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All-inclusive resorts are vital to the future success of Curaçao’s tourism industry, says CHATA’s Managing Director.

In recent days an opinion has been expressed that all-inclusive resorts are not in the best interests of Curaçao as their presence creates an island without a soul, making Curaçao indistinguishable from the Dominican Republic or Turkey.

The Managing Director of CHATA, Dr. James Hepple, stated in response that this opinion was incorrect on many levels. Dr. Hepple, who not only is the interim Managing Director of CHATA but is an Assistant Professor teaching tourism management at the University of Aruba and has worked in the tourism industry of the Caribbean for some forty years, said that the formula for a successful tourism industry on an island such as Curaçao was that the destination offered a diverse range of products to meet the ever evolving needs of its visitors. 

Successful destinations offer many different products.

He said destinations that succeed offer both large and small hotels, hotels which offer room only, hotels that offer meal plans in addition to the cost of the room, hotels that offer an all-inclusive experience, timeshare accommodation, condominium style accommodation, small apartment style accommodation as well as properties rented on a short term basis.

And draw visitors from many different markets.

He went on to say in addition to a diverse product offering a successful destination also attracts visitors from a number of different markets such as the Netherlands, the USA, Canada, Brazil, and other European and Latin American countries, each with their own tastes to ensure that should one market underperform other markets can pick up the slack.

Curaçao offers unique experiences.

He also pointed out that tourists do not visit a destination to stay in a hotel room and that one of Curaçao’s great advantages was that it offered very different experiences from other destinations, something which is frequently mentioned by recent guests.

70% of guests staying at all-inclusives explore the island and support the local economy.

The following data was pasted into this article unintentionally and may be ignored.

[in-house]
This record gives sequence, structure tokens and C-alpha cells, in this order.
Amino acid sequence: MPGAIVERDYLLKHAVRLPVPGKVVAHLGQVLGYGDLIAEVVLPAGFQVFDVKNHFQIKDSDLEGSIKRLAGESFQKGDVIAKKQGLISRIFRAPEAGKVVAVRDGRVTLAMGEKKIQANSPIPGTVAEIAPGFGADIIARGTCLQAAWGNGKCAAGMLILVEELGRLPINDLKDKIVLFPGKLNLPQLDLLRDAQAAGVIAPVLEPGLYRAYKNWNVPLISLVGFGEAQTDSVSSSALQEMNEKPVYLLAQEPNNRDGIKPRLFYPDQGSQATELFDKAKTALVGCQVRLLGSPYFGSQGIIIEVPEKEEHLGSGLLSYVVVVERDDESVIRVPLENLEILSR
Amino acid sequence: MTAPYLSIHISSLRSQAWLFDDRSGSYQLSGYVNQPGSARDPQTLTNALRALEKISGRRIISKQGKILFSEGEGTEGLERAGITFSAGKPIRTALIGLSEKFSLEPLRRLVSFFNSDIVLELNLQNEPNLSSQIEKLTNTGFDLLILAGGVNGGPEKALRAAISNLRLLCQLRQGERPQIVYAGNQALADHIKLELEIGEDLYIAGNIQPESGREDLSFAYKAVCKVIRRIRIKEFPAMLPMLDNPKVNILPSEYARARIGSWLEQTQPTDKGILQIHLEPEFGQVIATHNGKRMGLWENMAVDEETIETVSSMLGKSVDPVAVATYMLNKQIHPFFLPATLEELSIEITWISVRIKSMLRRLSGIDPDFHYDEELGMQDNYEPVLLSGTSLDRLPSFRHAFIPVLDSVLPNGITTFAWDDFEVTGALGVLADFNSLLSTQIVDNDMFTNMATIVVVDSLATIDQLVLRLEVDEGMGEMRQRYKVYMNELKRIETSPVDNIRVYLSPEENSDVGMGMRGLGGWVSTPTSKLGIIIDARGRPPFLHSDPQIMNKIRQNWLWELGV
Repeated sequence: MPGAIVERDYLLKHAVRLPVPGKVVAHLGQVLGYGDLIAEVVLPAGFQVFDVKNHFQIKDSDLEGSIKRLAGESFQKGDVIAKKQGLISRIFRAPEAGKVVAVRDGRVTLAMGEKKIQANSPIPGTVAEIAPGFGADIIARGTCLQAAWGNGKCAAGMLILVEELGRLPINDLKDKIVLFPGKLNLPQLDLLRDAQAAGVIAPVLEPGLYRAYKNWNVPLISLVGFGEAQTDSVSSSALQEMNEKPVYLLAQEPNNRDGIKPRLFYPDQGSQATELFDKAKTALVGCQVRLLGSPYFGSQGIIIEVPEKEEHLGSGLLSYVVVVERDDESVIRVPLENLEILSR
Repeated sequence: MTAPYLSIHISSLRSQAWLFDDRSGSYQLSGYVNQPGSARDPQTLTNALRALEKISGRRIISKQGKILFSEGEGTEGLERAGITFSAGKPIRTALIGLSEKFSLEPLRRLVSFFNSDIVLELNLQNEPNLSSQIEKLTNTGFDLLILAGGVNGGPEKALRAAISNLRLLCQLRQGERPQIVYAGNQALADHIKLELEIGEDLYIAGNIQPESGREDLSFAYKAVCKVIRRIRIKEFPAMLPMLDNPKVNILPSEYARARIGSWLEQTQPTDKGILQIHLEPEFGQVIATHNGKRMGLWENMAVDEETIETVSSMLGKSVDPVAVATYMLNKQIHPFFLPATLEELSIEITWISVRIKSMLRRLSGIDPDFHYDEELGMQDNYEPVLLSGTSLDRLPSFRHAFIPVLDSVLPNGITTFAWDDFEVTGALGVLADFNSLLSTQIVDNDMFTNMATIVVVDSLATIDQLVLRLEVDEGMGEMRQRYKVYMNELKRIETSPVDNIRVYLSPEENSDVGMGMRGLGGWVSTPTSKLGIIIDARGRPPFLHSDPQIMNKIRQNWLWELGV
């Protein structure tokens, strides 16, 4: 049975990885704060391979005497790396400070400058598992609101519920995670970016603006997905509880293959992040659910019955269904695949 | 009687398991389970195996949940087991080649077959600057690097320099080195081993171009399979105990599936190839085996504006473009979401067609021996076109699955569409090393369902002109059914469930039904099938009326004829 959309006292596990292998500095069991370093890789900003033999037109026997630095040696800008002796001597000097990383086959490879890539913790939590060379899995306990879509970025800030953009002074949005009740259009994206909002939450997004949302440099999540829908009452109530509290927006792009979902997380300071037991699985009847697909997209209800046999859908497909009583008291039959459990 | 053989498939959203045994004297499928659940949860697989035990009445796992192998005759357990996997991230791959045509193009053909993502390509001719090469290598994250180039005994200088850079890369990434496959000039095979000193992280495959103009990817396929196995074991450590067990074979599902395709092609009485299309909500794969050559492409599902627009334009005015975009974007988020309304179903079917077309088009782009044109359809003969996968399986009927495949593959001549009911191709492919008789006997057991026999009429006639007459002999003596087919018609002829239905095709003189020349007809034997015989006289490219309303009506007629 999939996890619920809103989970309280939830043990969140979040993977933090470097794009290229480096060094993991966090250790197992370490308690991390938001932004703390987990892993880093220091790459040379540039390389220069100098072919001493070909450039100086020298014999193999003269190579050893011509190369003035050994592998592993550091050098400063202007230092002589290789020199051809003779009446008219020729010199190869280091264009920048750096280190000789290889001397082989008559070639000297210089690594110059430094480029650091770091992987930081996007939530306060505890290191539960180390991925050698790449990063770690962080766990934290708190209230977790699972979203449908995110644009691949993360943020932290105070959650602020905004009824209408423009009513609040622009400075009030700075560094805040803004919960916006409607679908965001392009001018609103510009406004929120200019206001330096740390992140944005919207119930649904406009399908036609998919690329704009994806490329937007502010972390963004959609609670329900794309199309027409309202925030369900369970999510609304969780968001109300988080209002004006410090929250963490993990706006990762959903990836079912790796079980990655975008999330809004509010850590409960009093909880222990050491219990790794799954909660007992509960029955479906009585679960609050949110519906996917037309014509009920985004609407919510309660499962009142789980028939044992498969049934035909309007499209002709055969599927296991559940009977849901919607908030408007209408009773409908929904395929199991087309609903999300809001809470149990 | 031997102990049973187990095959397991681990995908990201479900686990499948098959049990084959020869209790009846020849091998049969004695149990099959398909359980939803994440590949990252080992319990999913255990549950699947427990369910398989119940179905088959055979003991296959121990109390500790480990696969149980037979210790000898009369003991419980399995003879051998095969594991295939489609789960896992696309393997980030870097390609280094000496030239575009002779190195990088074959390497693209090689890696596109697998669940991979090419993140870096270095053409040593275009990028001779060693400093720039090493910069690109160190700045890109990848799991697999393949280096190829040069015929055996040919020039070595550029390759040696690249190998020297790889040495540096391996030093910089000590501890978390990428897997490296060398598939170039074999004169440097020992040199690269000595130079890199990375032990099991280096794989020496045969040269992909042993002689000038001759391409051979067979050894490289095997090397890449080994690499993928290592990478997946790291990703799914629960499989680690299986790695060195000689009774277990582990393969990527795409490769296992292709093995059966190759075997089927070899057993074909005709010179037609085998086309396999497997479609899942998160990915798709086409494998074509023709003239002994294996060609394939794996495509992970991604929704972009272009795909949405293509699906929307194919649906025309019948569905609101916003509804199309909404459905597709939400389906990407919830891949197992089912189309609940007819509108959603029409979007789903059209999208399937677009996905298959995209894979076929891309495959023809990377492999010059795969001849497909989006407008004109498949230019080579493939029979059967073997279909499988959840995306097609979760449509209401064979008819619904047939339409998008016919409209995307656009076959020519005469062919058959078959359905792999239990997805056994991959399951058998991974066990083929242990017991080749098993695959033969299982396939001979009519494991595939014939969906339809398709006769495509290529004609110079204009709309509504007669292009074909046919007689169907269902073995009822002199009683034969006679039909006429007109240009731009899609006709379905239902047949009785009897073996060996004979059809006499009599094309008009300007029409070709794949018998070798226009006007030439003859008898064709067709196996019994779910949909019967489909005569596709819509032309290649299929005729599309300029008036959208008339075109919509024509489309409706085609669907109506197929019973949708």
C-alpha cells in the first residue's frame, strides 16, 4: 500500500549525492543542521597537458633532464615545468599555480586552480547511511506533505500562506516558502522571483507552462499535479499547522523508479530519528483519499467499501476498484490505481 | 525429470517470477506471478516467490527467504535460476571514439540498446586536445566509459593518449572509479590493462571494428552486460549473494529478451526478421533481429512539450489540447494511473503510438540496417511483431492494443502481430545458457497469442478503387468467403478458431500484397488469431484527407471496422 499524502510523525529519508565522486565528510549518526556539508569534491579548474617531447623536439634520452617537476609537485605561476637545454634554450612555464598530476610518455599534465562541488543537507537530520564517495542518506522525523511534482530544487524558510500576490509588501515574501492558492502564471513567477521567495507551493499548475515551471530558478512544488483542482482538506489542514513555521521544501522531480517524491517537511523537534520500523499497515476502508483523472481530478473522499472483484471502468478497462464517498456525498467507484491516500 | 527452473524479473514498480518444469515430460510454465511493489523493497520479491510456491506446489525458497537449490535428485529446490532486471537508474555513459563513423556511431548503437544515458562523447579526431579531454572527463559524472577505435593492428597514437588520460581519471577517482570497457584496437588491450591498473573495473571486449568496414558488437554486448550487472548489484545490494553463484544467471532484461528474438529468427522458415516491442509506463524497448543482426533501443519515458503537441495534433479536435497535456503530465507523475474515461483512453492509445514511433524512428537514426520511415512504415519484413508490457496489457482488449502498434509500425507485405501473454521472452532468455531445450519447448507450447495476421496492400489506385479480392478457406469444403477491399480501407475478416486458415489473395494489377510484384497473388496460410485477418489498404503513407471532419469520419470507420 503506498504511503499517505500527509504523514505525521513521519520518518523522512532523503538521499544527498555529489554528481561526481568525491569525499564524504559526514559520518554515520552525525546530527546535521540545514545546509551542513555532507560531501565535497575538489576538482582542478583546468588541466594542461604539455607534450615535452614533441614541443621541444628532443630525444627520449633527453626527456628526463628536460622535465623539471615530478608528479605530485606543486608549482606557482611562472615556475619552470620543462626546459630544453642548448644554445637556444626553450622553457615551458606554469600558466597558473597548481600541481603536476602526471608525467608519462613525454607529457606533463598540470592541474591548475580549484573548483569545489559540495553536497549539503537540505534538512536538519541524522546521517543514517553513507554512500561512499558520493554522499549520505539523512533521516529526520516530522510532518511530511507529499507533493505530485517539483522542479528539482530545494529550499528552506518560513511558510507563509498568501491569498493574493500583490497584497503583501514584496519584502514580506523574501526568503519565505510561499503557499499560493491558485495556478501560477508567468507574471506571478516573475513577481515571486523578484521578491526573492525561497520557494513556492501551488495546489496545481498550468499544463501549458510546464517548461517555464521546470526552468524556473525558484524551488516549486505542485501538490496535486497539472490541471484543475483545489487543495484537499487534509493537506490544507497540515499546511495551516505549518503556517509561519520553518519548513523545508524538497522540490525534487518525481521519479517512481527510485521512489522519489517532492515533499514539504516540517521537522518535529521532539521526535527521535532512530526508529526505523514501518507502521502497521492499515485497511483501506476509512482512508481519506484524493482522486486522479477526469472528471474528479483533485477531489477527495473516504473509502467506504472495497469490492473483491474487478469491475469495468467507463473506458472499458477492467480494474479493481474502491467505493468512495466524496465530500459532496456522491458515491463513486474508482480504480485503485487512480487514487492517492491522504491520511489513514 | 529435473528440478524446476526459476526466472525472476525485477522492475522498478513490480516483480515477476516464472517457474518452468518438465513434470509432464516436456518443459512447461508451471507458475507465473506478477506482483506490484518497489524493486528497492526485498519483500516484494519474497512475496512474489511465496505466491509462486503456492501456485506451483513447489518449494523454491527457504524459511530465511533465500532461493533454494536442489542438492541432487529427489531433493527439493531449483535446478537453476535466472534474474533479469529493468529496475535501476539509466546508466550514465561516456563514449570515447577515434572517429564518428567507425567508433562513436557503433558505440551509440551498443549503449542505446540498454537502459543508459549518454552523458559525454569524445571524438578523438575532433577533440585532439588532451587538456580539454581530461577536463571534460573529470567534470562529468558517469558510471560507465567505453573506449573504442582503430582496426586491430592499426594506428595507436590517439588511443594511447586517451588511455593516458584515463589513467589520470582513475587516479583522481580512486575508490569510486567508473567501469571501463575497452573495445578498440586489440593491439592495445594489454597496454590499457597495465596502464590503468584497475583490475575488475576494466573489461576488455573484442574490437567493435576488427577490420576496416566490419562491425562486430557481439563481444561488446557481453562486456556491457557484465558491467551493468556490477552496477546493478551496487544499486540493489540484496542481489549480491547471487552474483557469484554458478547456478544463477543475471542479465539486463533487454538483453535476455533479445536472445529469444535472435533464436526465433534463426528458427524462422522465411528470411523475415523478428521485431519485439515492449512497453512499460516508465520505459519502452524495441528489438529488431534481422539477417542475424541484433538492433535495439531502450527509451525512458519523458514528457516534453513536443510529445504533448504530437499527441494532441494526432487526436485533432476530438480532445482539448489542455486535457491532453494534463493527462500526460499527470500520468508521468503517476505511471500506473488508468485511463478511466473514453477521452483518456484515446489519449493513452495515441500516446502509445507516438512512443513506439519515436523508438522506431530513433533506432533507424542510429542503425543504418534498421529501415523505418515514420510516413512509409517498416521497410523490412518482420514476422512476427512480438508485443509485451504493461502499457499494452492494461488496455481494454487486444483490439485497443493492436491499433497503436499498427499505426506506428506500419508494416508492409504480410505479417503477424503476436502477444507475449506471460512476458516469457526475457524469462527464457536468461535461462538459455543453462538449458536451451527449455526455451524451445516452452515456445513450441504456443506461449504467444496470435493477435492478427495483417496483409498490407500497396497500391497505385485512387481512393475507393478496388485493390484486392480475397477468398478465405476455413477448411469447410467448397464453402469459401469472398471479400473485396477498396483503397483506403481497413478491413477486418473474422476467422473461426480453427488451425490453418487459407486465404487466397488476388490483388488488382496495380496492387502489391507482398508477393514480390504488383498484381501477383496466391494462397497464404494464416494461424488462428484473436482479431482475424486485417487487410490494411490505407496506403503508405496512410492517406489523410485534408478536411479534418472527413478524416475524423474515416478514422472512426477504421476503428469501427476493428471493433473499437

Dr. Hepple said it was unfortunate that the all-inclusive segment had been singled out for criticism. He quoted from a report prepared by the Central Bank of Aruba in 2016 entitled The State of All Inclusive Tourism – A Research Report which reported an estimated 70 percent of all-inclusive tourists explored Aruba and had spent more than AFL 150 million on destination activities, including tours, excursions, food & beverage, shopping, and transportation.

Tourists are offered a huge variety of choices.

Dr. Hepple pointed out that tourists have an enormous variety of choices when it comes to selecting a destination and any successful destination has to focus on providing unique experiences. Dr. Hepple went on to say that the global tourism industry was continuing to evolve, and that customers’ needs were constantly changing. He said some segments of the industry did not exist 50 years ago such as the cruise industry which is now a formidable competitor to any land based tourism sector.

CHATA is very happy with the direction Curaçao’s tourism industry is taking.

Dr. Hepple concluded by saying CHATA was very happy with the direction Curaçao’s tourism industry was taking as the destination had a good blend of traditional hotels, modern all-inclusive resorts, apartment hotels and short term rental accommodation and also had a good mix of markets from which it could draw visitors.

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